(From left to right) Starlyn Oakes, Daisy Lahache, Jenna Thompson and Kendall Horn were among the models decked out by Onkwehón:we designers at the Fashion After Dark runway show in Cornwall last weekend. (Courtesy Laurie Gardner)
Along with the designers, models, makeup artists and hairstylists got their time in the limelight including Kahnawa’kehró:non Kendall Horn, who opened the show and walked for three separate designers.
“I was so nervous, yet excited to know that I was opening the show,” said the soccer star turned runway pro. “I felt pressured to be perfect, walk perfect and pose perfect. I even had backup dancers behind me and I had to walk to the beat of the song that was playing.”
Akwesasne hair and makeup artist Tisha Thompson organized the show with her impressive crew of local industry professionals, as she continues to showcase Onkwehón:we fashion industry talent.
“It helps showcase our work, and I collaborate with a lot of other makeup and hair people in our area and further, and I like to help promote them also,” she said.
This year Thompson wanted to highlight the hair and makeup people, who are often in the background without recognition. Makeup artists like Akwesasne’s Starlyn Oakes’ names were in the program, and they all got the chance to walk on stage with the designers if they chose to.
“Getting ready for the show was a rush,” said Oakes, who also modelled for Kahnawa’kehró:non designer Karoniénhawe Diabo’s “She Holds the Sky Designs.” “The building was buzzing with all the makeup artists and hair stylists. I was at the spot at 11 a.m., and I didn’t stop working until quarter after 10 p.m.”
Thompson knows full well how hair and makeup artists are taken for granted with some shows even neglecting to feed those who are working for hours backstage.
“I’ve been to fashion shows, in Ottawa even, where we’re starving in the back,” said Thompson. “If you don’t bring your own lunch, you’re pretty much going to starve.”
The show sold out with many designers selling wares straight off the runway. Thompson announced that items are for sale, which helps designers with sales even more so. In addition, Thompson invited a rep from a modelling agency.
“She sat out there and was so impressed,” said Thompson. “I know she’ll probably be contacting some of them.”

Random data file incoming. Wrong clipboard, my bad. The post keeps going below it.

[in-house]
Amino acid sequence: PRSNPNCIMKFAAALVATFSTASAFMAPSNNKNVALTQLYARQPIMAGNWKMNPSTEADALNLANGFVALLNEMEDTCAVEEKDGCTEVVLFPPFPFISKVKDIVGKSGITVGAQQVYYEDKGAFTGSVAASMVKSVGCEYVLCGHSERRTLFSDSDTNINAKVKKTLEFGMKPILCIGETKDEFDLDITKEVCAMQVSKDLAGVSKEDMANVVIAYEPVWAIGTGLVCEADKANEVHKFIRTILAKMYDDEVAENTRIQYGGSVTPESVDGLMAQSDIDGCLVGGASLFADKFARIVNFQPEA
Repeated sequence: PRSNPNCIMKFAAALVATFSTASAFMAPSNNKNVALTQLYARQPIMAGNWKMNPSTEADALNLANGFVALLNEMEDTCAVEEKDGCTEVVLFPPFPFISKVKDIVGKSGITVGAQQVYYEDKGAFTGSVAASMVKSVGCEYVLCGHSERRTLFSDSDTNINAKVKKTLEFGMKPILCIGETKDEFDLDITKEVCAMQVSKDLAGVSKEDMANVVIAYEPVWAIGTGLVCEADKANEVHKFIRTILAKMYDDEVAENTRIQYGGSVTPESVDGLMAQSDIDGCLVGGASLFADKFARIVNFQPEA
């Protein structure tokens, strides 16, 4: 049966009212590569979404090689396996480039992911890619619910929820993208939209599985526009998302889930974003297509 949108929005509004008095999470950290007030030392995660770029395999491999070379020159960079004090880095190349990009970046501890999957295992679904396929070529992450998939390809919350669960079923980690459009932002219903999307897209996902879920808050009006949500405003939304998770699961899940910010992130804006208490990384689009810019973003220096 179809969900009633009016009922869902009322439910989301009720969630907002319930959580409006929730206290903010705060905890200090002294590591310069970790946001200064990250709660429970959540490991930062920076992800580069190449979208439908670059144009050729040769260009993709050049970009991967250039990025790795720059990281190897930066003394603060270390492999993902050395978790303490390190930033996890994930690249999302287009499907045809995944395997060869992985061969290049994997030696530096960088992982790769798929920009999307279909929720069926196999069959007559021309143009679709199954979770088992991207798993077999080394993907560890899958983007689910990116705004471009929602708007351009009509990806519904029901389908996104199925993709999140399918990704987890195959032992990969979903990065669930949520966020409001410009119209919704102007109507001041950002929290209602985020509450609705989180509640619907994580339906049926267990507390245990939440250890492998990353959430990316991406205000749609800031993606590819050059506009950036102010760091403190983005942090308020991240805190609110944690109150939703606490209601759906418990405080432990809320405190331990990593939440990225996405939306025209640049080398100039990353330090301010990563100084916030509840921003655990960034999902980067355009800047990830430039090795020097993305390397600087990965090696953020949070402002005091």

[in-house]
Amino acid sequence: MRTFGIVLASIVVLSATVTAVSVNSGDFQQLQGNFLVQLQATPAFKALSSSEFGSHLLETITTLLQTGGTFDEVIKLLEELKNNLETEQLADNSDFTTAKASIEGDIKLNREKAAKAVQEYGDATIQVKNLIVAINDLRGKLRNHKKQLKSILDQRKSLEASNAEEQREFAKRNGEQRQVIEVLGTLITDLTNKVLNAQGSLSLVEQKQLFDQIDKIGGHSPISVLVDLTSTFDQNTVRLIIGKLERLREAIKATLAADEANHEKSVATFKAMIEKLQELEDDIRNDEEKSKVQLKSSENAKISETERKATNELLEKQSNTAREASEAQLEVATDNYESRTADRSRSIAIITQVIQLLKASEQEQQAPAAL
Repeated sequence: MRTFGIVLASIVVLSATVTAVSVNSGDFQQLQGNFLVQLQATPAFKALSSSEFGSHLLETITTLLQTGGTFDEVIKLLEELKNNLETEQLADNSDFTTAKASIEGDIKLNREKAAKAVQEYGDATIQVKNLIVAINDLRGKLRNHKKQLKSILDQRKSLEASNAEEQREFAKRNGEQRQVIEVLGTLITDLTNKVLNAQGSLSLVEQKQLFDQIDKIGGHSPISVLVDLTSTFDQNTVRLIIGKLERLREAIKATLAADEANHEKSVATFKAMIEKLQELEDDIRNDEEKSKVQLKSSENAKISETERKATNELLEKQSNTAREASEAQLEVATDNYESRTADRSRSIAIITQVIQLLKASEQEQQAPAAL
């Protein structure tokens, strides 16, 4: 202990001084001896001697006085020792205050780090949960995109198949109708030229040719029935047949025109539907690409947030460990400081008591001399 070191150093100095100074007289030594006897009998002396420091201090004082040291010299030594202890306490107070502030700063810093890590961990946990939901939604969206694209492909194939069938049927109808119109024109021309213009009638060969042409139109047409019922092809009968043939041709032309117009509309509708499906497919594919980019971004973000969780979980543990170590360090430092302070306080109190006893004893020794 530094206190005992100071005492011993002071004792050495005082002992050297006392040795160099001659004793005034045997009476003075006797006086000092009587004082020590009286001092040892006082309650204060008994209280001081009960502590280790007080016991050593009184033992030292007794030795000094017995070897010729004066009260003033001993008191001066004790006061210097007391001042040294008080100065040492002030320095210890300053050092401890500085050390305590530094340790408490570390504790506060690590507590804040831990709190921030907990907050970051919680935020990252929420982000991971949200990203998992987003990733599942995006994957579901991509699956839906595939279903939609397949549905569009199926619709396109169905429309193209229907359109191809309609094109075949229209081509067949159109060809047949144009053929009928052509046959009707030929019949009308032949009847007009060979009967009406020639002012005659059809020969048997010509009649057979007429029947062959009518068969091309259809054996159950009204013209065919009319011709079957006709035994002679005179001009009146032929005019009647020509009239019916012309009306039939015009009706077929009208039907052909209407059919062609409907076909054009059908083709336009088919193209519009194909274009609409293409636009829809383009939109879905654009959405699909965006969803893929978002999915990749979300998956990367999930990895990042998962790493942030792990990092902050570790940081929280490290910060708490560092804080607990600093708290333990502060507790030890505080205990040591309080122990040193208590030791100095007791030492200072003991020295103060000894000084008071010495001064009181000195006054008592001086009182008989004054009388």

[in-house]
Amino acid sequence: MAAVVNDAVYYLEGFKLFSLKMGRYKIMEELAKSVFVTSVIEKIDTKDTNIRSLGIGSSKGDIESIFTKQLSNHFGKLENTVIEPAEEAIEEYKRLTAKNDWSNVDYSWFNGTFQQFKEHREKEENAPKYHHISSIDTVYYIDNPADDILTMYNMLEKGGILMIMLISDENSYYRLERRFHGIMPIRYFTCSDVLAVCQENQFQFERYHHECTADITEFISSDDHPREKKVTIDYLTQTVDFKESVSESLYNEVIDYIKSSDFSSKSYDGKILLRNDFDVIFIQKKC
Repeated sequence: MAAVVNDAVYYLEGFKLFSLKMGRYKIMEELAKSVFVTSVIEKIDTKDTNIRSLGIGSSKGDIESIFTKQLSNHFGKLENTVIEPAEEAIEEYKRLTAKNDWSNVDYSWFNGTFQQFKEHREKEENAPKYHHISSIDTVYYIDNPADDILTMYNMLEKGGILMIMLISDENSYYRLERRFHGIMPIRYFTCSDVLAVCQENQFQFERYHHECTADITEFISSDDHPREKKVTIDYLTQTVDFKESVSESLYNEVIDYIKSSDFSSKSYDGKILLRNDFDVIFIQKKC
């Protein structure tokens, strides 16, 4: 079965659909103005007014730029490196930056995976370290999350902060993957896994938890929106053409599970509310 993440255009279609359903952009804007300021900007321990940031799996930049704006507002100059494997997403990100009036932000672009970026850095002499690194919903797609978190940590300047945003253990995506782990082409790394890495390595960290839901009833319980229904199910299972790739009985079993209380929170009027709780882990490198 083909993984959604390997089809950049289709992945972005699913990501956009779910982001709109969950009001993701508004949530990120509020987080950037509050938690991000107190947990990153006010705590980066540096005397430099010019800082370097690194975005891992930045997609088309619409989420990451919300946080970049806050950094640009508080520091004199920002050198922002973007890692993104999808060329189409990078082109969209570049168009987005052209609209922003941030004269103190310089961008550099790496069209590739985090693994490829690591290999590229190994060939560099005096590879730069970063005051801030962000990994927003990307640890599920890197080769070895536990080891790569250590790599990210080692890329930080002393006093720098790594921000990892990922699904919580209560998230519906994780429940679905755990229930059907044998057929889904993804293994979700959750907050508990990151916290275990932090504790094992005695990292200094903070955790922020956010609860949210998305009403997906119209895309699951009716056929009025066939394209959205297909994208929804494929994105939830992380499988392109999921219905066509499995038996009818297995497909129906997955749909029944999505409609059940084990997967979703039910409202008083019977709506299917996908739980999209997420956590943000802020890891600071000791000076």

Oakes had particular praise for the She Holds the Sky look she wore, and said working with the in-demand Kahnawake designer Diabo was a joy.
“I loved working with Karoniénhawe,” said Oakes. “Her designs were so beautiful and comfortable. She was very on point on how she lined us up, and how she wanted us to walk and present her design.”
Another highlight model of the night was Jenna Thompson, who rocked a Niio Perkins yoga suit that sent jaws to the floor.
“It’s an adrenaline rush for sure,” said Jenna, who admitted modelling is a step out of the comfort zone for the shy soccer player.
Oakes did makeup for Perkins and spoke about the pressures of showing her craft at a runway show.
“I felt a serious amount of pressure,” she said. “I’m showing off my craft and I want the people to see my craft as well. I wanted my models to look flawless. I felt instant gratification seeing the models walk the runway showcasing my work. It really is a great feeling.”
Cornwall mayor Bernadette Clement attended the packed show, and was one of those that got to check out Adam Beach’s wife Summer Tiger walk the catwalk as well as a series of outstanding looks, courtesy of Red Berry Woman.
The Paris Fashion Week destined designer Norma Baker FlyingHorse is the first contemporary designer to have a dress worn at the Oscars. Local model Daisy Lahache walked in FlyingHorse’s (Red Berry Woman) red carpet-ready black ball gown in addition to walking for Babe’s Cosmetics.
“Her designs were gorgeous,” said Lahache, who modelled for the third time Saturday. “It was such a beautiful show that I’m proud to have been a part of. The pressure was definitely on as it got closer to my walk, but it felt so good once I was actually on the runway. All the pressure was released when I heard the audience.”
Having FlyingHorse at the show painted an extra streak of magic on an already impressive show. It was something Tisha Thompson hopes inspires the others who took part.
“By inviting her, it showed the other designers that you can go and do whatever you want,” she said. “Set goals for yourself. It just inspired the other designers also.”
There are already requests in to bring the show to Kahnawake.
“I’m thinking of it,” said Tisha Thompson.